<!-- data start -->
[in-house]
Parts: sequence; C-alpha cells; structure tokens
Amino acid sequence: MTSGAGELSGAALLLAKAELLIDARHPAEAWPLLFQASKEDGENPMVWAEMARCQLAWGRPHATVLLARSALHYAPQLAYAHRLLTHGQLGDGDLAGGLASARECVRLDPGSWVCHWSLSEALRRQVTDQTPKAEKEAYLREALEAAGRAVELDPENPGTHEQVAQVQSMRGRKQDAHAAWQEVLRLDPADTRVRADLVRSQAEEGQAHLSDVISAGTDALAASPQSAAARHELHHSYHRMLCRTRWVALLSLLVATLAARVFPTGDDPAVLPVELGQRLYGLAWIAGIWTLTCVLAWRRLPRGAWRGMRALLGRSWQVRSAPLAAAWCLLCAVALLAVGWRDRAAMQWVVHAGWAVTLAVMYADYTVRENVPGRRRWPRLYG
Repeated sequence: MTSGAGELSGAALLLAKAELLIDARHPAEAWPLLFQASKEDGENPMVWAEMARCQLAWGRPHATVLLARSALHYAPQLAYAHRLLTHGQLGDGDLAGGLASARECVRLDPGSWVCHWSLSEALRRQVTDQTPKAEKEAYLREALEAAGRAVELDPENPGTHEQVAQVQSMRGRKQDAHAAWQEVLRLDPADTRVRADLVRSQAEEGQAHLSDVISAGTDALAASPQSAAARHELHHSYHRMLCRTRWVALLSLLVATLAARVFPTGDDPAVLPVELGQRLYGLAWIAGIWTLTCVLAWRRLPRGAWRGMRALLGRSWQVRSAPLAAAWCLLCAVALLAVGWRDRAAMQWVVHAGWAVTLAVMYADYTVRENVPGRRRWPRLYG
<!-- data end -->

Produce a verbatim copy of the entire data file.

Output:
[in-house]
Parts: sequence; C-alpha cells; structure tokens
Amino acid sequence: MTSGAGELSGAALLLAKAELLIDARHPAEAWPLLFQASKEDGENPMVWAEMARCQLAWGRPHATVLLARSALHYAPQLAYAHRLLTHGQLGDGDLAGGLASARECVRLDPGSWVCHWSLSEALRRQVTDQTPKAEKEAYLREALEAAGRAVELDPENPGTHEQVAQVQSMRGRKQDAHAAWQEVLRLDPADTRVRADLVRSQAEEGQAHLSDVISAGTDALAASPQSAAARHELHHSYHRMLCRTRWVALLSLLVATLAARVFPTGDDPAVLPVELGQRLYGLAWIAGIWTLTCVLAWRRLPRGAWRGMRALLGRSWQVRSAPLAAAWCLLCAVALLAVGWRDRAAMQWVVHAGWAVTLAVMYADYTVRENVPGRRRWPRLYG
Repeated sequence: MTSGAGELSGAALLLAKAELLIDARHPAEAWPLLFQASKEDGENPMVWAEMARCQLAWGRPHATVLLARSALHYAPQLAYAHRLLTHGQLGDGDLAGGLASARECVRLDPGSWVCHWSLSEALRRQVTDQTPKAEKEAYLREALEAAGRAVELDPENPGTHEQVAQVQSMRGRKQDAHAAWQEVLRLDPADTRVRADLVRSQAEEGQAHLSDVISAGTDALAASPQSAAARHELHHSYHRMLCRTRWVALLSLLVATLAARVFPTGDDPAVLPVELGQRLYGLAWIAGIWTLTCVLAWRRLPRGAWRGMRALLGRSWQVRSAPLAAAWCLLCAVALLAVGWRDRAAMQWVVHAGWAVTLAVMYADYTVRENVPGRRRWPRLYG